The British band Ash really wants its fifth album, Meltdown, to be its "American" record. This would fit tidily into the model established by the group's most lauded countrymen. The Beatles, having conquered the chirpy love ditty by 1965, let the folkier sounds and open spaces of the American South catalyze an exit from teen-pop orthodoxy on Rubber Soul. For Ash, Northern Ireland-bred and U.K. favorites since 1977 came out in 1996, the order is a bit reversed; the band is seeking to make its entre into the American market by hardening its British power-pop into American rock aggression. The problem is, while that may convince the lads in Leeds, it rings of contrivance to the very stateside audience it seeks.
What about this record is particularly "American"? Well, not much, but the attempts are manifold. On the second track, "Orpheus," a hit in the U.K. since May, we hear tell of morning sunshine and the thrill of the open road, neither phenomenon being particularly endemic to Britain. On the group's Web site, unshaven band members lean against dusty old Chevys, backed by sprawling vistas. Throughout the album, and in large part due to the employment of System of a Down producer Nick Raskulinecz, the group sounds like it's trying just a bit too hard to be loud and snarling.
Even the ugliest American mask, however, cannot obscure that Ash possesses some genuine songwriting ability. That song about sunshine and open roads tries hard to drown itself out in washes of distortion (and the lyrics would be better off if they were inaudible), but the chorus is persistently catchy. Third track "Evil Eye" marks a moment where the unholy marriage of U.K. power-pop and American modern rock actually works. Lead singer Tim Wheeler does his best Rivers Cuomo, whining a tale of seduction as angst-drenched power chords lend their support.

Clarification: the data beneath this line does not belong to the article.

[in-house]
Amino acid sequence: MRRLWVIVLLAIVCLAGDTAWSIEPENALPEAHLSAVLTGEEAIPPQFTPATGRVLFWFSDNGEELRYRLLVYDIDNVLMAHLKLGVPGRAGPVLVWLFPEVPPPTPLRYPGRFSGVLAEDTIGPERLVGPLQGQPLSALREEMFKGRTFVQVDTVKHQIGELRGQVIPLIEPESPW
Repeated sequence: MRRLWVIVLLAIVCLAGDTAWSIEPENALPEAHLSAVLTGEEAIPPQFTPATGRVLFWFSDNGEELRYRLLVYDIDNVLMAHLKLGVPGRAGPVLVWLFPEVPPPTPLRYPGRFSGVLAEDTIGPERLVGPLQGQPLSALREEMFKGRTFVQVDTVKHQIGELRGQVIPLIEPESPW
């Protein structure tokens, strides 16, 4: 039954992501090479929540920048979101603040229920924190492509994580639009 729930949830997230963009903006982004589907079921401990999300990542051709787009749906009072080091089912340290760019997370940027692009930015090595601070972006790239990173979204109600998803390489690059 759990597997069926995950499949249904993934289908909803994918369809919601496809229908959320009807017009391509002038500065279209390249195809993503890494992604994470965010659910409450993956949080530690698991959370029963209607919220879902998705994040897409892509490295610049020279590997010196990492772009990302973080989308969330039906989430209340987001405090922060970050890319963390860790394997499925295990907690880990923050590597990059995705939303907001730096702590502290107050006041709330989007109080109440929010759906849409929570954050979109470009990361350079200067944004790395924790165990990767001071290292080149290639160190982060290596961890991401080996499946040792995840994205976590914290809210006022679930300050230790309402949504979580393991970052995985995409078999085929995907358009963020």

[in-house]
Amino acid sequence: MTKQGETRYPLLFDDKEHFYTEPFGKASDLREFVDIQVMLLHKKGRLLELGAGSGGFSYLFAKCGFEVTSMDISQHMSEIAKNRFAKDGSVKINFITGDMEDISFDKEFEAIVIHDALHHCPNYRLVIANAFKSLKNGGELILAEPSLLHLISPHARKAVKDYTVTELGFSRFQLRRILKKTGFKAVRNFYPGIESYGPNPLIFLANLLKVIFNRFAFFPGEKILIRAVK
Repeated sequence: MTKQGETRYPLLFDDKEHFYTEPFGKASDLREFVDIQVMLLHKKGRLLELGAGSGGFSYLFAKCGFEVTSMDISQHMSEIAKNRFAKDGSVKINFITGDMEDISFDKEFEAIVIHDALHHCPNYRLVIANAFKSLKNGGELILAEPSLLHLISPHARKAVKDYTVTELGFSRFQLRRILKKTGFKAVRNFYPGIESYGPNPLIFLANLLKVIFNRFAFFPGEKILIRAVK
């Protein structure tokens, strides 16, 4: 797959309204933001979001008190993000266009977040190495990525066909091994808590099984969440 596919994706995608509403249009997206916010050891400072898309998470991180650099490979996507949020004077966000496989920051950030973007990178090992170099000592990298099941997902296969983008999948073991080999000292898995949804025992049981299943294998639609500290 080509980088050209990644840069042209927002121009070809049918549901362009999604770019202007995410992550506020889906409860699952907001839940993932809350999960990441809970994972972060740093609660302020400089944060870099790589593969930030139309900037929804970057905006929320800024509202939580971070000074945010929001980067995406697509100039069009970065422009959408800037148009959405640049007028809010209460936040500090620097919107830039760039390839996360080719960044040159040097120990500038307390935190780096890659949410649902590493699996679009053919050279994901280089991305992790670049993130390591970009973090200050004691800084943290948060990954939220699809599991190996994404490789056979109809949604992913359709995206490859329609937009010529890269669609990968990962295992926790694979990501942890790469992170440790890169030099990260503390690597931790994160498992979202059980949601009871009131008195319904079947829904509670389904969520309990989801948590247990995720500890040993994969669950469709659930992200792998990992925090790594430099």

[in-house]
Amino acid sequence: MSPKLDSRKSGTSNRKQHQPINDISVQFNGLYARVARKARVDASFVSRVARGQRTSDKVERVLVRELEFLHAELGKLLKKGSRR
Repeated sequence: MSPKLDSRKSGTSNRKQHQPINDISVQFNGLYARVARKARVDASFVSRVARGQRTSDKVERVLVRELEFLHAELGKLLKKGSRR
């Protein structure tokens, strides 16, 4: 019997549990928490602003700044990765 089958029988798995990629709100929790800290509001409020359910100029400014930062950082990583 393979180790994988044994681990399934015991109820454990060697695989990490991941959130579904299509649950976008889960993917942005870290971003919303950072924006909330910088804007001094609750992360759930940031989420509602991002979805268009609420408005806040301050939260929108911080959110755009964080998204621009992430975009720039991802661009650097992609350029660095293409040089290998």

Unfortunately, too much of Meltdown feels forced: faux-badass production does not an American album make. This fault is at its deepest in "Clones," which we'll be hearing far too much of soon, with its selection as the theme song of new Star Wars video game Republic Commando. Ultimately, I wonder if it wouldn't be best for Ash to stick to songs like "Starcrossed." There is little loveliness in that power ballad, but at least the track cannot be construed as anything but utterly British. It's an earnest melodrama, Travis at its worst or Robbie Williams at his best, and it's easy to imagine thousands of shrieking 14-year-old Liverpudlian lasses destroying the football pitch at Anfield in a massive swaying sing-along. But the band could avoid that sad fate by letting its solid songwriting speak for itself next time.
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